it as well as the state losing all credibility by doing things of this
sort

 - Massachusetts resident of the western suburbs

Offline surfivor

  • Survival Veteran
  • ********
  • Posts: 7124
  • Karma: 105
Re: Mass wants to ban kiwi
« Reply #2 on: January 09, 2017, 03:57:19 PM »
Lee Reich:

http://www.leereich.com/2015/05/more-pruning-an-invasive.html

Hardy kiwifruit has not been banned anywhere, but in 2012 Massachusetts Audubon Society published an Invasive Plant Pest Alert strongly urging people not to grow or propagate this plant. Their statement was based on apparently rampant growth that was documented at two sites in Massachusetts and one in New York.

    The findings don’t jive with the good behavior of numerous vines that have graced gardens, as ornamentals, in Eastern U.S. since the late 1800s. Perhaps most of those planting included only female or only male plants, in which case no viable seeds would be produced, although the vines could also have spread by climbing trees or rooting where they touch ground under the right conditions.

===========

https://www.bostonglobe.com/metro/2017/01/09/the-hardy-kiwi-scourge-savior-for-new-england-farmers/tNFY9Fem1qyamVHPoU2alK/story.html

Berry evangelists call the “hardy kiwi” the fruit of the future, a grape-sized burst of sweet green flesh that will one day join its fuzzier and more famous cousin in the produce aisle of the supermarket.

But the smooth-skinned berry, the product of a fast-growing vine brought from Japan to Massachusetts in 1877, may never make it to a fruit salad near you.

State agricultural officials consider the obscure plant an invasive menace, more like kudzu than kiwi, and are moving to add it to the state’s prohibited plant list, which would make Massachusetts the first state to ban its sale and importation.

The proposal has divided the gardening and horticultural community like cutworm on cabbage, sparking a bitter debate between critics and defenders of the hardy kiwi who are preparing to raise their pitchforks at a hearing on Tuesday.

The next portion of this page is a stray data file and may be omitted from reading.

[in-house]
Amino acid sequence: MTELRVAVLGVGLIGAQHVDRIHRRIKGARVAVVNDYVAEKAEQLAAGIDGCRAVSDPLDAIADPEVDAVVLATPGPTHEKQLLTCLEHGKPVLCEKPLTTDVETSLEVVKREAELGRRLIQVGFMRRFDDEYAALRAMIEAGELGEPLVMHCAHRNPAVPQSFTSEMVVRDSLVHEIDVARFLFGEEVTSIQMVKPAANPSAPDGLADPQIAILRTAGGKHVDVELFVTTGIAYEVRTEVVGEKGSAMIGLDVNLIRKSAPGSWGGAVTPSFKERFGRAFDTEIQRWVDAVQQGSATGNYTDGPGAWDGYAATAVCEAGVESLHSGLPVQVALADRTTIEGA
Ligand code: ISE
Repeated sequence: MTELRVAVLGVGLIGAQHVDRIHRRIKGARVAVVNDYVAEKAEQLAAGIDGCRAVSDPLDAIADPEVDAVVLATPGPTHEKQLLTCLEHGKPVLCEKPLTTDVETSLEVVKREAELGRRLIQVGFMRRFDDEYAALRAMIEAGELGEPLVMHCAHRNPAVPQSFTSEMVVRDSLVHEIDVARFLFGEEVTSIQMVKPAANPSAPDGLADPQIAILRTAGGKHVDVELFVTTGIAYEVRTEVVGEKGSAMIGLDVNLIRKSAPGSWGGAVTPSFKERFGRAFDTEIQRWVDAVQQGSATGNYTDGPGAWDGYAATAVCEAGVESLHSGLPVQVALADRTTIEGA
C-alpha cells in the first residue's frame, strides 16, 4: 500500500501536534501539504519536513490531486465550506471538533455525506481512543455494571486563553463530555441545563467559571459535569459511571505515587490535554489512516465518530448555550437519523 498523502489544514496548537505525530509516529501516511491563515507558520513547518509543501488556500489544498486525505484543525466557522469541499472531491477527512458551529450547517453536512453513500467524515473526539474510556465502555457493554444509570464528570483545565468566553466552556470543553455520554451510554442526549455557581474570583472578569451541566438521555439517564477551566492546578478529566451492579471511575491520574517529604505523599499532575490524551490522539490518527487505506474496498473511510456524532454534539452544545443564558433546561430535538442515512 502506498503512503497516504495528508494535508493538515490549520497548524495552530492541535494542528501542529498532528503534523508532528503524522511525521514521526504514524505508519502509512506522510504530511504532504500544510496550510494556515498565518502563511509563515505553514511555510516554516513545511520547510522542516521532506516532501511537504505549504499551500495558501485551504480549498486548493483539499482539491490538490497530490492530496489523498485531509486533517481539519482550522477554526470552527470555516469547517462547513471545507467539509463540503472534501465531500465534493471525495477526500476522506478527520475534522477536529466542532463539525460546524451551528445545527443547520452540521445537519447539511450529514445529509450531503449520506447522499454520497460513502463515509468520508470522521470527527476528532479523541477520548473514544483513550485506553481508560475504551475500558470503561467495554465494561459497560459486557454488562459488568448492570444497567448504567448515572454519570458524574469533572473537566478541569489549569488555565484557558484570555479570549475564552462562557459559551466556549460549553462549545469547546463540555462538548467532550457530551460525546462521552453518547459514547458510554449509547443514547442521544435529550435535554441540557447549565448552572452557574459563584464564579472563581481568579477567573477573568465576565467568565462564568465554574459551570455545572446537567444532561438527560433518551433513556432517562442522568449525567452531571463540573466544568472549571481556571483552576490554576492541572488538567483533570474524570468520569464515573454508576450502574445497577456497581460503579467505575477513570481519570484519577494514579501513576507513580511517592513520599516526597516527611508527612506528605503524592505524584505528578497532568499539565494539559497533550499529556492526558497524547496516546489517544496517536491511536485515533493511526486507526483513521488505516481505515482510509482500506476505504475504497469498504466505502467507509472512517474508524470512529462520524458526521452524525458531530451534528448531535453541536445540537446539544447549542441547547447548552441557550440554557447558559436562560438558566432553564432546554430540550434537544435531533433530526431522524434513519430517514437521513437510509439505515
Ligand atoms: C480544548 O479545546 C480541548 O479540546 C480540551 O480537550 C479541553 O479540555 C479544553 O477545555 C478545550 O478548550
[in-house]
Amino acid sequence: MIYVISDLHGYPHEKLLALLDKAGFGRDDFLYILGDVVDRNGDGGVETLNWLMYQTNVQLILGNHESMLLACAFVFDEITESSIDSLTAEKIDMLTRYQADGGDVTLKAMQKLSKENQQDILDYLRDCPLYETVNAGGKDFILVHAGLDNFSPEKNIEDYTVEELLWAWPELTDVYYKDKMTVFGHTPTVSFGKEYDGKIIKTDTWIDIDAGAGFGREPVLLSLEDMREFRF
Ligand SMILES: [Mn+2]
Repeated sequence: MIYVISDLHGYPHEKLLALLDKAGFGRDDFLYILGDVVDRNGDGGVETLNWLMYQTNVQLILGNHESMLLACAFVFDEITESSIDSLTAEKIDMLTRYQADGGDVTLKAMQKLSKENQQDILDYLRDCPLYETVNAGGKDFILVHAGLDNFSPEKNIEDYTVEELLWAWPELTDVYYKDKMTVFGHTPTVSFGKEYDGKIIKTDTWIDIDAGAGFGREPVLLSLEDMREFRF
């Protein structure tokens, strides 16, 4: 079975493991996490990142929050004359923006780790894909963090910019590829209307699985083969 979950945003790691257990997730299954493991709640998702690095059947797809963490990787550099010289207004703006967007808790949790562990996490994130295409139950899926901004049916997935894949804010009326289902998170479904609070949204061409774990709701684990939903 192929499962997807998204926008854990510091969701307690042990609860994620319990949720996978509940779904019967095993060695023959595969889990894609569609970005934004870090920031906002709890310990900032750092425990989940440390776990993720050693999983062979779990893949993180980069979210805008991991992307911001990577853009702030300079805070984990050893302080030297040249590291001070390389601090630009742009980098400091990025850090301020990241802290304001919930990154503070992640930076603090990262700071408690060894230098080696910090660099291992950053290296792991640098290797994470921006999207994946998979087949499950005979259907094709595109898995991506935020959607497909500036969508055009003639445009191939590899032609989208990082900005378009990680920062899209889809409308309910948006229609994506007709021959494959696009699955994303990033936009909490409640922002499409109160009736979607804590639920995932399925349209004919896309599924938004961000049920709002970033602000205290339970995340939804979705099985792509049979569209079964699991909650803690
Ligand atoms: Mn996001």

“This is one of the most threatening invasive plant species we’ve seen in decades at Mass Audubon,” said Jack Clarke, the director of public policy and government relations at the venerable conservation society. “We’ve seen acres of mature forest just taken over by this stuff.”

But hardy kiwi devotees say the vine is being unfairly maligned.

“These berries have a huge amount of promise as a potential cold, hardy fruit crop in the northeast,” said Will Hastings, a University of New Hampshire graduate student in agricultural sciences, who has been harvesting the hardy kiwi on a vineyard for two years, as part of a research project to prove its viability as a cash crop for New England farmers.

He said the fruit has twice the Vitamin C of an orange, twice the dietary fiber of an apple, and as much potassium as a banana.

“On top of that, they’re just incredibly tasty,” he said. “If you like kiwi fruit, these just blow those out of the water. The fuzzies really pale in comparison once you’ve tried one of these.”

Defenders say any hope of turning the diminutive berry into a local staple on par with the blueberry or cranberry will be crushed if Massachusetts adds the fruit to its prohibited plant list, alongside such ignominious species as itchgrass and Japanese knotweed.

“Most of these plants on the list nobody cares about, but some of them have commercial implications,” said Peter Del Tredici, senior research scientist emeritus at the Arnold Arboretum. “They’re going to kill this fledgling industry before it even has a chance.”